It’s a little of both. One of the things I like about working with singers is that it makes the recording process a little more gregarious. Normally it’s just me alone in the studio for hours unending, so it’s nice when someone comes over and you make a pot of tea and you sit on the roof and you talk about who they’re dating and then you go in the studio and record vocals.
That’s funny—this record sounds, despite the glut of other people on it, lonelier than your previous stuff.
Even if I’m not feeling particularly mournful or sad myself, I have always really loved sad, mournful music. But there’s nothing wrong with happy music and every now and then. It’s nice to put on CCR’s greatest hits, but I do find myself always gravitating to more mournful music.
Knowing your previous work, I would say that the lyrical content of your songs has an optimism and is still touched by low-level anxiety.
[Laughs] That’s the story of my life.
Yet the lyrics here have a portent of sadness that’s shared with the music. May I ask, if you don’t mind, your mental state?
Well, in 1995 I did put out a song “When It’s Cold I’d Like To Die.”
Well, OK, there’s that!
There’s a precedent, you know.
True. But I don’t remember that music sounding so rueful.
True, too. I hope that my emotional life is roughly the same as everybody else’s emotional life. There are periods of happiness, periods of contentedness, of sadness. I have never lived inside of anyone else’s head, so I don’t know what others’ emotions are like. Making this record, I hoped that my emotional state was fairly normal. A long time ago I realized that I don’t necessarily need to be on the edge of blowing my brains out to make mournful music. I can listen to a Joy Division record and really love it even if I’m not thinking about jumping off of a cliff.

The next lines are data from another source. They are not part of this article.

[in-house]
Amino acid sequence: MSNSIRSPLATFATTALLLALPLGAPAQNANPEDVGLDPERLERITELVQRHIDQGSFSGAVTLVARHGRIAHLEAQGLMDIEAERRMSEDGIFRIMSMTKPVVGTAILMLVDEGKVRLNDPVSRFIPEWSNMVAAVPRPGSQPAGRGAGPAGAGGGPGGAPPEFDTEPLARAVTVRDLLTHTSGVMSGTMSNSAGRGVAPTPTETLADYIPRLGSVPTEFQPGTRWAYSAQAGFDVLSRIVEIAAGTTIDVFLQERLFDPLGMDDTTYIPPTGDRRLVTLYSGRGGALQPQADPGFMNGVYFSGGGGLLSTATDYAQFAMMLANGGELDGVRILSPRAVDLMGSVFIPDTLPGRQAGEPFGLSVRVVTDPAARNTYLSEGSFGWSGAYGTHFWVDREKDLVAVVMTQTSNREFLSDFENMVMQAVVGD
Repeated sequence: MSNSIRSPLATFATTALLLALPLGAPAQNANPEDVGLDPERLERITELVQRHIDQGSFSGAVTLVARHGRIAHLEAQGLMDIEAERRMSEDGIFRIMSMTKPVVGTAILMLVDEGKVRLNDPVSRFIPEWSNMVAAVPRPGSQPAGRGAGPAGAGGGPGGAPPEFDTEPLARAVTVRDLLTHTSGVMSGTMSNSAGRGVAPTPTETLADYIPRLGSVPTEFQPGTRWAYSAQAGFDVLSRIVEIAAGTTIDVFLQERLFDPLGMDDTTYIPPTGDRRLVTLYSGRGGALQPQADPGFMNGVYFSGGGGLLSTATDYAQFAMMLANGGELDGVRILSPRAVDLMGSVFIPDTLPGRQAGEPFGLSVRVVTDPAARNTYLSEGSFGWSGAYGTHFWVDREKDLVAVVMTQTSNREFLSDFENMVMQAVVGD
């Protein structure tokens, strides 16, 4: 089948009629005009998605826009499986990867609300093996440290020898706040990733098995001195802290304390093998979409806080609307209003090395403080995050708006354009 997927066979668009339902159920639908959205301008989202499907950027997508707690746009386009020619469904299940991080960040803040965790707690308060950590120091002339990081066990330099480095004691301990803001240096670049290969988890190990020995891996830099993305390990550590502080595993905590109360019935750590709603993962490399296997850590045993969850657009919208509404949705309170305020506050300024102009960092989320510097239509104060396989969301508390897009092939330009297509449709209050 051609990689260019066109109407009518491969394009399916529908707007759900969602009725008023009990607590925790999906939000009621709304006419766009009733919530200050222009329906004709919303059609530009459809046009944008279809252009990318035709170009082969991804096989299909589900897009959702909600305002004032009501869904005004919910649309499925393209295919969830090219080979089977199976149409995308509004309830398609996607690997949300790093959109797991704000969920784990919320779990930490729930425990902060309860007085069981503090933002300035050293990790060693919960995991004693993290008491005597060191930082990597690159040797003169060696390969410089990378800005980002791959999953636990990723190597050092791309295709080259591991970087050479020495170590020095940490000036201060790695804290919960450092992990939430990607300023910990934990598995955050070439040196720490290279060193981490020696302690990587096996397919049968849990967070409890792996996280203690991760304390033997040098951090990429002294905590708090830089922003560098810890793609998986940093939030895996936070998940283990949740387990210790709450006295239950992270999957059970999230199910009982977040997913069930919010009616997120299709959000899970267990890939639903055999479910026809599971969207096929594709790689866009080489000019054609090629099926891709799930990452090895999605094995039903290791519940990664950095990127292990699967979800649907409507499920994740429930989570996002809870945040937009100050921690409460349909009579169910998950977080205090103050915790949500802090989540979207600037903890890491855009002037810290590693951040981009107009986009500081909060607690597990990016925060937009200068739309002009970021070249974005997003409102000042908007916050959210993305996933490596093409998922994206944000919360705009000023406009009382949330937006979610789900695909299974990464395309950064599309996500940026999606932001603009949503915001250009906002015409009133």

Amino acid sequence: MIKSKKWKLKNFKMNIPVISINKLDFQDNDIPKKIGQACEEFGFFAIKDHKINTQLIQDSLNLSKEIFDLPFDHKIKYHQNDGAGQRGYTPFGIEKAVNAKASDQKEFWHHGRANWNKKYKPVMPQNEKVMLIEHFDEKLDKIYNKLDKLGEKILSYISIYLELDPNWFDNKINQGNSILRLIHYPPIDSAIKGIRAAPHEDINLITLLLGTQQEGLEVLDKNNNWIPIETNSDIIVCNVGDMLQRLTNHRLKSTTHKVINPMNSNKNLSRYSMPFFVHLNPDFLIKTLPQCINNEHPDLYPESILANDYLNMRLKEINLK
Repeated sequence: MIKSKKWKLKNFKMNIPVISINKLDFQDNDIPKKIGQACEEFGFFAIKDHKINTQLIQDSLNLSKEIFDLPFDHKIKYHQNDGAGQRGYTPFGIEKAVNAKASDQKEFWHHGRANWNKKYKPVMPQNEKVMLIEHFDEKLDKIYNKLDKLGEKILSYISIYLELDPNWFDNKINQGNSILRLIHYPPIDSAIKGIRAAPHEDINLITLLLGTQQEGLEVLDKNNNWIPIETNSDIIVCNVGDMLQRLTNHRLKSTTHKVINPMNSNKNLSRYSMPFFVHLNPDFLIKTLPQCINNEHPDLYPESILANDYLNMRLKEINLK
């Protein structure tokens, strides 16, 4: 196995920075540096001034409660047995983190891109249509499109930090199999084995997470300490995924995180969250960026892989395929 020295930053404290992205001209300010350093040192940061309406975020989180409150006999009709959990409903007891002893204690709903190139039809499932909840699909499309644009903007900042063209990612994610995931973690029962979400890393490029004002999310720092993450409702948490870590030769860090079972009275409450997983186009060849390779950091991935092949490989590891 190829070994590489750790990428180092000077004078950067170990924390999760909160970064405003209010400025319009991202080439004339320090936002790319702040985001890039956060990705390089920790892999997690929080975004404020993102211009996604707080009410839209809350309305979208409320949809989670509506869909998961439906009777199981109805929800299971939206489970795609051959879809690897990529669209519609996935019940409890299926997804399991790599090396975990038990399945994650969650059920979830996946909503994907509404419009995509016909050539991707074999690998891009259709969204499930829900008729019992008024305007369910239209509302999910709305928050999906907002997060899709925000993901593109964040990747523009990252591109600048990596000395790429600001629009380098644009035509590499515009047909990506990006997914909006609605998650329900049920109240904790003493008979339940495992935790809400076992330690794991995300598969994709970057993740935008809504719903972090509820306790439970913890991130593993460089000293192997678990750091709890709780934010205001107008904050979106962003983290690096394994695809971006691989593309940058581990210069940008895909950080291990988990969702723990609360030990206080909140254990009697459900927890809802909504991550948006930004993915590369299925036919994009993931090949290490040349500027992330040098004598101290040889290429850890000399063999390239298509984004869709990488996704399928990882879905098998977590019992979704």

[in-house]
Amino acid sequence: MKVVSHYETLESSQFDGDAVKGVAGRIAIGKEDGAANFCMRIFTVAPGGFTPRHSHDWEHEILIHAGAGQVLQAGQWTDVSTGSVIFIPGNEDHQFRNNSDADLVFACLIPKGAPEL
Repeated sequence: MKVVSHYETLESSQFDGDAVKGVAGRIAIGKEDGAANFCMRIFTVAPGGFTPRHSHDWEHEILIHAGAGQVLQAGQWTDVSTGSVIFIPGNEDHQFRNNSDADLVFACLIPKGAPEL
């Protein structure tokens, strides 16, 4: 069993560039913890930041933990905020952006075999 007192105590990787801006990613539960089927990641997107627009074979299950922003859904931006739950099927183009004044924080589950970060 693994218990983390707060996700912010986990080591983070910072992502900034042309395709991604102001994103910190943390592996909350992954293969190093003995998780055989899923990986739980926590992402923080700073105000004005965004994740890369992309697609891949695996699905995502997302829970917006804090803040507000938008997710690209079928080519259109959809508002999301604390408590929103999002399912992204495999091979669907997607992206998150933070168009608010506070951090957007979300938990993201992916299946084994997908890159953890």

See, I listen to Joy Division and I immediately do want to jump from a high place onto a lower one. Has there been anybody in the last three or four years with that level of dire romanticism you dig?
Boy, maybe I’m just not looking hard enough, but I tend to go back to Jeffrey Lee Pierce from the Gun Club or Ian Curtis or Nick Drake. The only person I can think of in the last couple of years who has made a record that is really vulnerable and sincere and romantic to me is Bon Iver.
The only song you sing on this record is “Mistake,” and it’s very Bowie.
One of the things I like about finishing a record and putting it out into the world is when it’s finished is that I have no idea what it is. For me, objectivity has been slaughtered through the repetitive process of music. And you’re not the first person to say that my voice reminds them of David Bowie. I just laugh at that because I don’t think I have a very good voice and I think David Bowie has one of the best, most interesting voices ever. Mine is akin to some kid scratching in the sand with a stick.
Has it been funny befriending Bowie? Have you befriended anyone who you inspired?
I don’t think I have inspired anybody.